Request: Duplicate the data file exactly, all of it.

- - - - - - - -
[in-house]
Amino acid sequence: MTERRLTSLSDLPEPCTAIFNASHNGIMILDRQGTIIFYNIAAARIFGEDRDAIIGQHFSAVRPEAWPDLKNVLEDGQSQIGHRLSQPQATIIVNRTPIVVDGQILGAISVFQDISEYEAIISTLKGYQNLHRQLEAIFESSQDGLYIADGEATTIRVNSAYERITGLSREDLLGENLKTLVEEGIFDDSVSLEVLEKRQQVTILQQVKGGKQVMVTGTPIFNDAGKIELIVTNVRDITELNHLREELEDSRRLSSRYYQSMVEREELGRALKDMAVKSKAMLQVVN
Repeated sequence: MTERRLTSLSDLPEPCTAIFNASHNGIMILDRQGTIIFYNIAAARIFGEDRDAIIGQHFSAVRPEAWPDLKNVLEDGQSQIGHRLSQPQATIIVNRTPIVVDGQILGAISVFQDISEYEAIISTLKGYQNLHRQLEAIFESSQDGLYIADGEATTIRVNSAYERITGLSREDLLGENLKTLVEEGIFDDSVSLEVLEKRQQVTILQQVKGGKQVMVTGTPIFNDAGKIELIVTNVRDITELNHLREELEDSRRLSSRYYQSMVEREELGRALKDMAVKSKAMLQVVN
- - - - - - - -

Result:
[in-house]
Amino acid sequence: MTERRLTSLSDLPEPCTAIFNASHNGIMILDRQGTIIFYNIAAARIFGEDRDAIIGQHFSAVRPEAWPDLKNVLEDGQSQIGHRLSQPQATIIVNRTPIVVDGQILGAISVFQDISEYEAIISTLKGYQNLHRQLEAIFESSQDGLYIADGEATTIRVNSAYERITGLSREDLLGENLKTLVEEGIFDDSVSLEVLEKRQQVTILQQVKGGKQVMVTGTPIFNDAGKIELIVTNVRDITELNHLREELEDSRRLSSRYYQSMVEREELGRALKDMAVKSKAMLQVVN
Repeated sequence: MTERRLTSLSDLPEPCTAIFNASHNGIMILDRQGTIIFYNIAAARIFGEDRDAIIGQHFSAVRPEAWPDLKNVLEDGQSQIGHRLSQPQATIIVNRTPIVVDGQILGAISVFQDISEYEAIISTLKGYQNLHRQLEAIFESSQDGLYIADGEATTIRVNSAYERITGLSREDLLGENLKTLVEEGIFDDSVSLEVLEKRQQVTILQQVKGGKQVMVTGTPIFNDAGKIELIVTNVRDITELNHLREELEDSRRLSSRYYQSMVEREELGRALKDMAVKSKAMLQVVN